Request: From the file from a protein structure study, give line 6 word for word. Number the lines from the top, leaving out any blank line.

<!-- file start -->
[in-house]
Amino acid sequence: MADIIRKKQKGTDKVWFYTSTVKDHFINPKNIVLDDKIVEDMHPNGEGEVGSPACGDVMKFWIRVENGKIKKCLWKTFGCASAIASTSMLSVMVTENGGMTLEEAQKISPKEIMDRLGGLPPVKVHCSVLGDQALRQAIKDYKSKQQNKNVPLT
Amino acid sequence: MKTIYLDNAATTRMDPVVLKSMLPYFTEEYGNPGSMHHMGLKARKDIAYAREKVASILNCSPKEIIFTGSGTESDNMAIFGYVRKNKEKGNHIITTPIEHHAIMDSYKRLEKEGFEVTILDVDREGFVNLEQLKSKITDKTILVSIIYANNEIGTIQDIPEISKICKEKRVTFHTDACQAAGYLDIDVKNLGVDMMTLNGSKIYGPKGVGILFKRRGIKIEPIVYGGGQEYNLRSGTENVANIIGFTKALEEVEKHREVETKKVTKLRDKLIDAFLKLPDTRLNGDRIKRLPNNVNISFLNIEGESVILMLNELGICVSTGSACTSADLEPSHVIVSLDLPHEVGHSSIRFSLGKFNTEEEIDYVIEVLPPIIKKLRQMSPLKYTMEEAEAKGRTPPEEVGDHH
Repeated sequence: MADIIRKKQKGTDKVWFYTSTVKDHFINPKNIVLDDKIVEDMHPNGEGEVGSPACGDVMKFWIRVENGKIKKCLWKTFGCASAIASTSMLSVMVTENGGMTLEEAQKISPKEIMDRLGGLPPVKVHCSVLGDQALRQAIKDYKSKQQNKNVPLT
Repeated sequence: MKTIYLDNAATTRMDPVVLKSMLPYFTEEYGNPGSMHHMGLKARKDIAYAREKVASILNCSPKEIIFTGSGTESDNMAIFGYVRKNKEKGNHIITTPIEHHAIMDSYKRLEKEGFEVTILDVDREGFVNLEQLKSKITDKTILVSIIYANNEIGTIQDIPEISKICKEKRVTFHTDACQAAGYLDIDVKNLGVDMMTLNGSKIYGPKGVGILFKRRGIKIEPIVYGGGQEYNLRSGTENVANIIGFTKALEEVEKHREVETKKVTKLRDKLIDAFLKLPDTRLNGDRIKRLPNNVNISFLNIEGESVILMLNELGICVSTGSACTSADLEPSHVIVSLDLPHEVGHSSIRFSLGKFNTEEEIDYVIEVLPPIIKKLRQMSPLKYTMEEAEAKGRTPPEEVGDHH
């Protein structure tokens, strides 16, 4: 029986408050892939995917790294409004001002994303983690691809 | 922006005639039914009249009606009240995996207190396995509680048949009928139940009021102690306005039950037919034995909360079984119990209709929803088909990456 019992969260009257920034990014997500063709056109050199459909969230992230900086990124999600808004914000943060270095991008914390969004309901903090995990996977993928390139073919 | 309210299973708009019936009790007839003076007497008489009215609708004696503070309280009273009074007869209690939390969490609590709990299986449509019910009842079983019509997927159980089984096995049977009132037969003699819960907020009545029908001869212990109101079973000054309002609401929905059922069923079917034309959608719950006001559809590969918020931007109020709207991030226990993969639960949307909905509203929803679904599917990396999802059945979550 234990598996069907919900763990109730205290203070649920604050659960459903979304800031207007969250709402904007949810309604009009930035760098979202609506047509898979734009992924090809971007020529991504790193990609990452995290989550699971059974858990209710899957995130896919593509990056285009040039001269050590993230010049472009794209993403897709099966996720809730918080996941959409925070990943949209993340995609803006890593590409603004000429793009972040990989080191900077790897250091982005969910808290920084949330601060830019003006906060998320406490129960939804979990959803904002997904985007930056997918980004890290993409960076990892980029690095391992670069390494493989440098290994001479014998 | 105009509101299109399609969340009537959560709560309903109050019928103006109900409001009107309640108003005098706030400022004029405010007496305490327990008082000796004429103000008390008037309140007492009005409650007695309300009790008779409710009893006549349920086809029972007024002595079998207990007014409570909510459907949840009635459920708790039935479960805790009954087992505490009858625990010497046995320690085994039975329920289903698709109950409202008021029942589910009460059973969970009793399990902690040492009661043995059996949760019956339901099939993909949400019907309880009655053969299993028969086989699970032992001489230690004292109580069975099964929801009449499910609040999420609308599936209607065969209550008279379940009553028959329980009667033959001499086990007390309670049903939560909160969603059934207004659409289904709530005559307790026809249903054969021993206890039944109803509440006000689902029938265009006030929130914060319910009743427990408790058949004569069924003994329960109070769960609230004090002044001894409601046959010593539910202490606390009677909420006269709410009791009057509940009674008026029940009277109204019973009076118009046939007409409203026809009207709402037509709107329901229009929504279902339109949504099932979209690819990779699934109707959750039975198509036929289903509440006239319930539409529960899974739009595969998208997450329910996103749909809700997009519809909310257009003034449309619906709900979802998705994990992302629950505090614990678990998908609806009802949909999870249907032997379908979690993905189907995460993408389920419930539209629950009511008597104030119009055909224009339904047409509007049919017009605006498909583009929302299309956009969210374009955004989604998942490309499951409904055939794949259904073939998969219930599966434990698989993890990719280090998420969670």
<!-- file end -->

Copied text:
């Protein structure tokens, strides 16, 4: 029986408050892939995917790294409004001002994303983690691809 | 922006005639039914009249009606009240995996207190396995509680048949009928139940009021102690306005039950037919034995909360079984119990209709929803088909990456 019992969260009257920034990014997500063709056109050199459909969230992230900086990124999600808004914000943060270095991008914390969004309901903090995990996977993928390139073919 | 309210299973708009019936009790007839003076007497008489009215609708004696503070309280009273009074007869209690939390969490609590709990299986449509019910009842079983019509997927159980089984096995049977009132037969003699819960907020009545029908001869212990109101079973000054309002609401929905059922069923079917034309959608719950006001559809590969918020931007109020709207991030226990993969639960949307909905509203929803679904599917990396999802059945979550 234990598996069907919900763990109730205290203070649920604050659960459903979304800031207007969250709402904007949810309604009009930035760098979202609506047509898979734009992924090809971007020529991504790193990609990452995290989550699971059974858990209710899957995130896919593509990056285009040039001269050590993230010049472009794209993403897709099966996720809730918080996941959409925070990943949209993340995609803006890593590409603004000429793009972040990989080191900077790897250091982005969910808290920084949330601060830019003006906060998320406490129960939804979990959803904002997904985007930056997918980004890290993409960076990892980029690095391992670069390494493989440098290994001479014998 | 105009509101299109399609969340009537959560709560309903109050019928103006109900409001009107309640108003005098706030400022004029405010007496305490327990008082000796004429103000008390008037309140007492009005409650007695309300009790008779409710009893006549349920086809029972007024002595079998207990007014409570909510459907949840009635459920708790039935479960805790009954087992505490009858625990010497046995320690085994039975329920289903698709109950409202008021029942589910009460059973969970009793399990902690040492009661043995059996949760019956339901099939993909949400019907309880009655053969299993028969086989699970032992001489230690004292109580069975099964929801009449499910609040999420609308599936209607065969209550008279379940009553028959329980009667033959001499086990007390309670049903939560909160969603059934207004659409289904709530005559307790026809249903054969021993206890039944109803509440006000689902029938265009006030929130914060319910009743427990408790058949004569069924003994329960109070769960609230004090002044001894409601046959010593539910202490606390009677909420006269709410009791009057509940009674008026029940009277109204019973009076118009046939007409409203026809009207709402037509709107329901229009929504279902339109949504099932979209690819990779699934109707959750039975198509036929289903509440006239319930539409529960899974739009595969998208997450329910996103749909809700997009519809909310257009003034449309619906709900979802998705994990992302629950505090614990678990998908609806009802949909999870249907032997379908979690993905189907995460993408389920419930539209629950009511008597104030119009055909224009339904047409509007049919017009605006498909583009929302299309956009969210374009955004989604998942490309499951409904055939794949259904073939998969219930599966434990698989993890990719280090998420969670």